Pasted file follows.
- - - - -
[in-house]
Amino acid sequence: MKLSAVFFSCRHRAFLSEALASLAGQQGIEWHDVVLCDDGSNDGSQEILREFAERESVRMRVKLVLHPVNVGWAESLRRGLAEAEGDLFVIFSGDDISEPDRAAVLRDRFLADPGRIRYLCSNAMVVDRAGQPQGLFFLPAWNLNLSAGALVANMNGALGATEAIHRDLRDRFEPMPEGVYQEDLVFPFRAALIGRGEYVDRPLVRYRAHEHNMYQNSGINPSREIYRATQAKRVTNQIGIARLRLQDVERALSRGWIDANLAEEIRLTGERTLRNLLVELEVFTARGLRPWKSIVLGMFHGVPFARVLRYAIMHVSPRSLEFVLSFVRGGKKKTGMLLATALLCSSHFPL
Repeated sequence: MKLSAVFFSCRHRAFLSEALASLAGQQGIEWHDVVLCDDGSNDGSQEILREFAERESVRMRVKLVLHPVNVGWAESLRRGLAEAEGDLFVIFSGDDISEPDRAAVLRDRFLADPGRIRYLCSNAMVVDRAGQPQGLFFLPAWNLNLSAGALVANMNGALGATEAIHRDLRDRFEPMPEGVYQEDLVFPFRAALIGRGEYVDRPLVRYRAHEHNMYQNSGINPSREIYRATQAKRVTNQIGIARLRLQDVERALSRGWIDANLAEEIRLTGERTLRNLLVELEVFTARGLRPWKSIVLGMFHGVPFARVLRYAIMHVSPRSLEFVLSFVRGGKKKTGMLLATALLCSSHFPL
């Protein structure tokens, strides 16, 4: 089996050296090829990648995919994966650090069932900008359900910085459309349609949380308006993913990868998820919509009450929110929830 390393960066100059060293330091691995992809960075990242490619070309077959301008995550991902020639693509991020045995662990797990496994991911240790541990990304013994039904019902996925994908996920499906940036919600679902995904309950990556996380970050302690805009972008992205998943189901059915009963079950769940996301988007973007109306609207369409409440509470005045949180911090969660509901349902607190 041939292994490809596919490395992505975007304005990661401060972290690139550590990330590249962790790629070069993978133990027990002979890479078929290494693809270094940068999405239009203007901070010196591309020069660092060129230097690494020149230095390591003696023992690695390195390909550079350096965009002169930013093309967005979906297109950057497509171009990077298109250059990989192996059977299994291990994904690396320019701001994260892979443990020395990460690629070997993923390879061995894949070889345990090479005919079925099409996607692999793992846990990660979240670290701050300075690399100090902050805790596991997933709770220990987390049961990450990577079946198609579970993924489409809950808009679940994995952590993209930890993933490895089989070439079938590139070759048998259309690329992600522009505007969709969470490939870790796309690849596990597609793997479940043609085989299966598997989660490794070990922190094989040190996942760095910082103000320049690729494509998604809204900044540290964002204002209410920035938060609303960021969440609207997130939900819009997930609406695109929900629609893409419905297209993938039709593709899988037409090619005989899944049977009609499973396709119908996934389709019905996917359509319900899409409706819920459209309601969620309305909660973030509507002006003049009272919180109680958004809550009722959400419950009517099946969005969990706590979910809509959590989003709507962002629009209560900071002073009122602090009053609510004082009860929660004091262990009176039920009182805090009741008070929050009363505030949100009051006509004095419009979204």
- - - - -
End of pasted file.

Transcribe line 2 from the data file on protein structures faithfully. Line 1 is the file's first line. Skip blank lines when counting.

Amino acid sequence: MKLSAVFFSCRHRAFLSEALASLAGQQGIEWHDVVLCDDGSNDGSQEILREFAERESVRMRVKLVLHPVNVGWAESLRRGLAEAEGDLFVIFSGDDISEPDRAAVLRDRFLADPGRIRYLCSNAMVVDRAGQPQGLFFLPAWNLNLSAGALVANMNGALGATEAIHRDLRDRFEPMPEGVYQEDLVFPFRAALIGRGEYVDRPLVRYRAHEHNMYQNSGINPSREIYRATQAKRVTNQIGIARLRLQDVERALSRGWIDANLAEEIRLTGERTLRNLLVELEVFTARGLRPWKSIVLGMFHGVPFARVLRYAIMHVSPRSLEFVLSFVRGGKKKTGMLLATALLCSSHFPL